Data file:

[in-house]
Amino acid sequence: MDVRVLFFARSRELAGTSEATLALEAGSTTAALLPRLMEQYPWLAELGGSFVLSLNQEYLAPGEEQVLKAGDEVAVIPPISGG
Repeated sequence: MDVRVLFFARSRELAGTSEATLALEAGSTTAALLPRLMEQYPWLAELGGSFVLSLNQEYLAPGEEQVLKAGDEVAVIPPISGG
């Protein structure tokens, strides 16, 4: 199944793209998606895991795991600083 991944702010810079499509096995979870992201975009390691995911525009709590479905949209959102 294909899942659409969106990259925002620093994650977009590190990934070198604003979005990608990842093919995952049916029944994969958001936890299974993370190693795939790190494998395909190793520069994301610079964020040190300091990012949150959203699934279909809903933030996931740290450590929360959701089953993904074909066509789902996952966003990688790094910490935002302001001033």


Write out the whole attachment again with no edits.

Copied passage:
[in-house]
Amino acid sequence: MDVRVLFFARSRELAGTSEATLALEAGSTTAALLPRLMEQYPWLAELGGSFVLSLNQEYLAPGEEQVLKAGDEVAVIPPISGG
Repeated sequence: MDVRVLFFARSRELAGTSEATLALEAGSTTAALLPRLMEQYPWLAELGGSFVLSLNQEYLAPGEEQVLKAGDEVAVIPPISGG
């Protein structure tokens, strides 16, 4: 199944793209998606895991795991600083 991944702010810079499509096995979870992201975009390691995911525009709590479905949209959102 294909899942659409969106990259925002620093994650977009590190990934070198604003979005990608990842093919995952049916029944994969958001936890299974993370190693795939790190494998395909190793520069994301610079964020040190300091990012949150959203699934279909809903933030996931740290450590929360959701089953993904074909066509789902996952966003990688790094910490935002302001001033």